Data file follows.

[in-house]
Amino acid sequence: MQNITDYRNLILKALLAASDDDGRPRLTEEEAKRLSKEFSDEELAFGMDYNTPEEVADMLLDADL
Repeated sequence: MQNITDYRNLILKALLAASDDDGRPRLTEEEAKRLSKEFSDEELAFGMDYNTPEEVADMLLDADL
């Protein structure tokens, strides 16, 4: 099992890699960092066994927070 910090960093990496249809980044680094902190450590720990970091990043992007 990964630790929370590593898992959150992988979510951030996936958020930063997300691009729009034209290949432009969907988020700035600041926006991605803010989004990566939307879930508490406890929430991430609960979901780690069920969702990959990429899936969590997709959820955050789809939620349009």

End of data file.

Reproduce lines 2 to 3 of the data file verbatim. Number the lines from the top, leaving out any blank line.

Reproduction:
Amino acid sequence: MQNITDYRNLILKALLAASDDDGRPRLTEEEAKRLSKEFSDEELAFGMDYNTPEEVADMLLDADL
Repeated sequence: MQNITDYRNLILKALLAASDDDGRPRLTEEEAKRLSKEFSDEELAFGMDYNTPEEVADMLLDADL